Japan, as the world’s third-largest economy and America’s most important ally in Asia, is an essential catalyst for Asian growth and global prosperity. It will remain one of the most important economies in 2014, and after nearly two decades of stagnation, the current outlook appears encouraging.
Seven Signs of Promise From 2013
1. Japanese shares closed 2013 at a 57 percent annual gain for the strongest showing since 1973.
2. The yen weakened against the dollar, boosting Japanese exports for nine consecutive months to November 2013. Much of this gain was in auto exports to the U.S. and China.
3. Topix market shares rose in December beyond the important 1,300 mark for the first time since August 2008
4. The Japanese Government set in motion a 18.6 trillion yen ($182 billion) stimulus package in December that includes 5.5 trillion aimed at offsetting a planned consumer tax hike.
5. With a CPI rise of 0.3 percent in October, the hope of exiting deflation is showing signs of promise.
6. M&A activity picked up, including deals such as Tokyo Electron’s $6.8 billion merger with Applied Materials and Sumitomo Mitsui Financial Group’s acquisition of the U.S. railcar leasing business Perella Weinberg Partners LP for a price estimated at between $290 and $490 million.
7. The economy grew by about 3 percent in the second half of 2013, one of the fastest growth rates among the developed nations.
Seven Issues to Watch in 2014
1. A consumption tax hike planned for April could take in about 8 trillion yen. The increase is a central part of the “Abenomics” overhaul of the economy, and the hope is that the government spending that accompanies it will offset any drag on the economy. A similar tax rise had a negative effect in 1997.
2. A corporate tax rate cut to 35.64 percent from 38.01 percent. The expectation is that the tax relief will translate into greater capital spending and wage hikes for workers that in turn will lead to increased consumption.
3. The potential for equity markets to remain strong: Japanese stocks on the Nikkei trade at 1.5 times book value, which is about a 40 percent discount to the U.S. stock market.
4. Progress in the Trans-Pacific Partnership (TPP). If Prime Minister Shinzo Abe can get the powerful farm lobby to go along, completion of the three-year-old negotiations could help grow the economy.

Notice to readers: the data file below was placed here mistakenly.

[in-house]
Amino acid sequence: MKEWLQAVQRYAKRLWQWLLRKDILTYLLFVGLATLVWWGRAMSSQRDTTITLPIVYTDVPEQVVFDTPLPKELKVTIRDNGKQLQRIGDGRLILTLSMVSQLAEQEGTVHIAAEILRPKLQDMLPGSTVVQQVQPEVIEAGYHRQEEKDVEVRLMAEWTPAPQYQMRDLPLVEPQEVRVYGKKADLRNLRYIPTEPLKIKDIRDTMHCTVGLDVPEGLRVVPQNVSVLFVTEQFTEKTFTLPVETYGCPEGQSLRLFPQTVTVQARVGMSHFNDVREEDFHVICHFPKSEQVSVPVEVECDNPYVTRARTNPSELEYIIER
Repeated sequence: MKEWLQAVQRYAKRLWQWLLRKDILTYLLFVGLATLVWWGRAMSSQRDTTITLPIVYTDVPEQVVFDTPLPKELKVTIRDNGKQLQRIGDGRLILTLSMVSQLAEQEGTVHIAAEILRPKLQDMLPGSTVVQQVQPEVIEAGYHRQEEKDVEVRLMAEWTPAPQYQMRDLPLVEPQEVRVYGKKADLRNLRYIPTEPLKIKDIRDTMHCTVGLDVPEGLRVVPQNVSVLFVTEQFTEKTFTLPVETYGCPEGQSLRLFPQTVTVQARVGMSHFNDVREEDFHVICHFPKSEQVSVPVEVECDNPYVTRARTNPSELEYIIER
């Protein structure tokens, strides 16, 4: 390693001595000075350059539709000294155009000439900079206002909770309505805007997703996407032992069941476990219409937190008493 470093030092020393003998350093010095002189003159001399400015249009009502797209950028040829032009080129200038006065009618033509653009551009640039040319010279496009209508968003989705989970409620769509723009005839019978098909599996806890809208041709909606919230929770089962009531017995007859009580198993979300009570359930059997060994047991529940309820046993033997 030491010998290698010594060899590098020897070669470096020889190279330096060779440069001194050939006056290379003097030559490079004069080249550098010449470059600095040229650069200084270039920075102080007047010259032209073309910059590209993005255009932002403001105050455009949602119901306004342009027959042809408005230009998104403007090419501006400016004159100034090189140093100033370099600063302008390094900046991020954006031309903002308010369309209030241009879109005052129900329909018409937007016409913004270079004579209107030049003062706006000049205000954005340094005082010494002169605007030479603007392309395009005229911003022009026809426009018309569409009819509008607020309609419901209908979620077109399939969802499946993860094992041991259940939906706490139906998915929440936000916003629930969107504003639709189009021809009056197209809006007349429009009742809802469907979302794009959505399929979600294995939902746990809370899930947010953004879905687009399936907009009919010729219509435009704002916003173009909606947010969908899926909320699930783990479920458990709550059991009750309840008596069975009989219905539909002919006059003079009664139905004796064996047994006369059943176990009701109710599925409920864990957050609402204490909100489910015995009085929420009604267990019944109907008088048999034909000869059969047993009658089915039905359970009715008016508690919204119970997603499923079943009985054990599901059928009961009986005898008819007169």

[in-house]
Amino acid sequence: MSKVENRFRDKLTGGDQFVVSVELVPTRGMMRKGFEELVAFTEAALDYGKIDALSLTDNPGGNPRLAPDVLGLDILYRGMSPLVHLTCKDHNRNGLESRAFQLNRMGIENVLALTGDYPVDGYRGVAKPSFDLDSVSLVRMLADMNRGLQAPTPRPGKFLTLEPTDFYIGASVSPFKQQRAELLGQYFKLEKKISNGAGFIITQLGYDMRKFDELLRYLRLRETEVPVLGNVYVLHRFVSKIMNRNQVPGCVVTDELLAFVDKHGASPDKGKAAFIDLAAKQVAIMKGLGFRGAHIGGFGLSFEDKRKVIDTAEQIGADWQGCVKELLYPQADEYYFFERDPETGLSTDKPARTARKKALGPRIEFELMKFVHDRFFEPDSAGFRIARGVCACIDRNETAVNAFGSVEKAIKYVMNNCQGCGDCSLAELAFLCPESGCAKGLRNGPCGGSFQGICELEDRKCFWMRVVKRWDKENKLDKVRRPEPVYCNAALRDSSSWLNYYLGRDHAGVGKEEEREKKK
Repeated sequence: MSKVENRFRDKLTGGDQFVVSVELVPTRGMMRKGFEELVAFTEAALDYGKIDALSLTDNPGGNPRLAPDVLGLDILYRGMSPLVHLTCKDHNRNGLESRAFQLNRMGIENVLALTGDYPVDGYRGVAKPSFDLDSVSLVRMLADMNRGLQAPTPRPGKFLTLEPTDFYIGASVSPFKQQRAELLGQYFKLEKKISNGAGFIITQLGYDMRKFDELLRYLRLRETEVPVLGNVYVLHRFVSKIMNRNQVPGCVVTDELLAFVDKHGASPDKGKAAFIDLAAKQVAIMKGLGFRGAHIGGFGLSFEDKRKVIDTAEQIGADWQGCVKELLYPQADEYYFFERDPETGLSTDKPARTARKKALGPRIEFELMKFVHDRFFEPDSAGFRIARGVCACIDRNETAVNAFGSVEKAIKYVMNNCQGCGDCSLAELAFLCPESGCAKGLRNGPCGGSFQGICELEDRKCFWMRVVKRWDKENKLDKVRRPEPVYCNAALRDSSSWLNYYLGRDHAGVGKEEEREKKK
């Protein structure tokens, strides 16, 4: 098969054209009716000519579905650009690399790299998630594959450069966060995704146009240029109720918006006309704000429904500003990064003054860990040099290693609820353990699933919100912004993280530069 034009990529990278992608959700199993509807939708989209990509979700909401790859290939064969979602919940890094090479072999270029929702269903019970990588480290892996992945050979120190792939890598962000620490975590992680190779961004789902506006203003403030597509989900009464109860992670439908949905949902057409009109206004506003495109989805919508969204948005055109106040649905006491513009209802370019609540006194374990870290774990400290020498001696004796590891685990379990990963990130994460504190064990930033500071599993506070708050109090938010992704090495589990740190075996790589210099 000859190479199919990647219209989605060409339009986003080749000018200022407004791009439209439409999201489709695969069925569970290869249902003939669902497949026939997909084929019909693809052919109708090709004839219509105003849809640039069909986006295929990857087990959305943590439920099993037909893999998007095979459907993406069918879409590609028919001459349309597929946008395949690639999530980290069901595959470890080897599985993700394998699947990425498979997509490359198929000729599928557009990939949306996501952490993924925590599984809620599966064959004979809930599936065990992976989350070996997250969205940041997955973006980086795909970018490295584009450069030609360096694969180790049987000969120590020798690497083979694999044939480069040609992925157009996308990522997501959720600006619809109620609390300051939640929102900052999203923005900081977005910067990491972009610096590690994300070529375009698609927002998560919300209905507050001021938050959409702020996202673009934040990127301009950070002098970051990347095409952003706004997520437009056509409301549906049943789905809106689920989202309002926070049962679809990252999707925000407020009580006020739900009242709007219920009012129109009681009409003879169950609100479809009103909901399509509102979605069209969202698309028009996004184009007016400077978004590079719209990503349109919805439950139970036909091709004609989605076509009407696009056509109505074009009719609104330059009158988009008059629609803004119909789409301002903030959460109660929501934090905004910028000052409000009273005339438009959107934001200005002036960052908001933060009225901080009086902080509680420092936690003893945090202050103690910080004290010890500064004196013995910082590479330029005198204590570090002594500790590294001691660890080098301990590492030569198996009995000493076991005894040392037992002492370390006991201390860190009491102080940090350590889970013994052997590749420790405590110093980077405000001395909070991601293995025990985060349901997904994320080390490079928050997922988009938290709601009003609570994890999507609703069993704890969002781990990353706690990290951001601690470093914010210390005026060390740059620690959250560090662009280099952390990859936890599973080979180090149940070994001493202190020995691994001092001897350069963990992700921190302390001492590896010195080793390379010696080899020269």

5. An increase in M&As throughout Asia. Japanese firms, which were left relatively unscathed by the financial crisis, have pushed into global markets in finance, manufacturing and technology. Japanese banks especially have been buying assets overseas in their search for growth beyond domestic shores.
6. The 2020 Summer Olympics, which will be held in Japan. Infrastructure spending for the Games should give the domestic economy a further boost.
7. An expected focus on strategic sectors: 1) Energy – Japan is the world’s largest importer of liquefied natural gas. 2) Agriculture, forestry and fisheries – Asian markets beckon. 3) Transportation and logistics – Japan’s advanced technologies can satisfy the latent demand in developed and developing nations.
1. Japan’s ability to power economic growth with a viable energy policy in the shadow of the 2011 Fukushima nuclear disaster is still an open question.
2. So too is the ability of Japan to respond to competition from China and South Korea. Huwei telecommunications equipment, Samsung electronics and Hyundai automobiles may matter more to global consumers than Softbank, SONY or Honda.
3. Issues like Japan’s World War II legacy and territorial disputes may take leaders’ focus away from critical economic issues.
IMPLICATIONS FOR BUSINESS:
Seen in the context of two decades of malaise, Japan’s economic reemergence in 2013 is a tribute to Prime Minister Abe’s economic reforms. Despite the geo-political and security issues making the headlines, the present trajectory gives rise to cautious optimism for a bullish 2014.
© The Dilenschneider Group and Orlando Camargo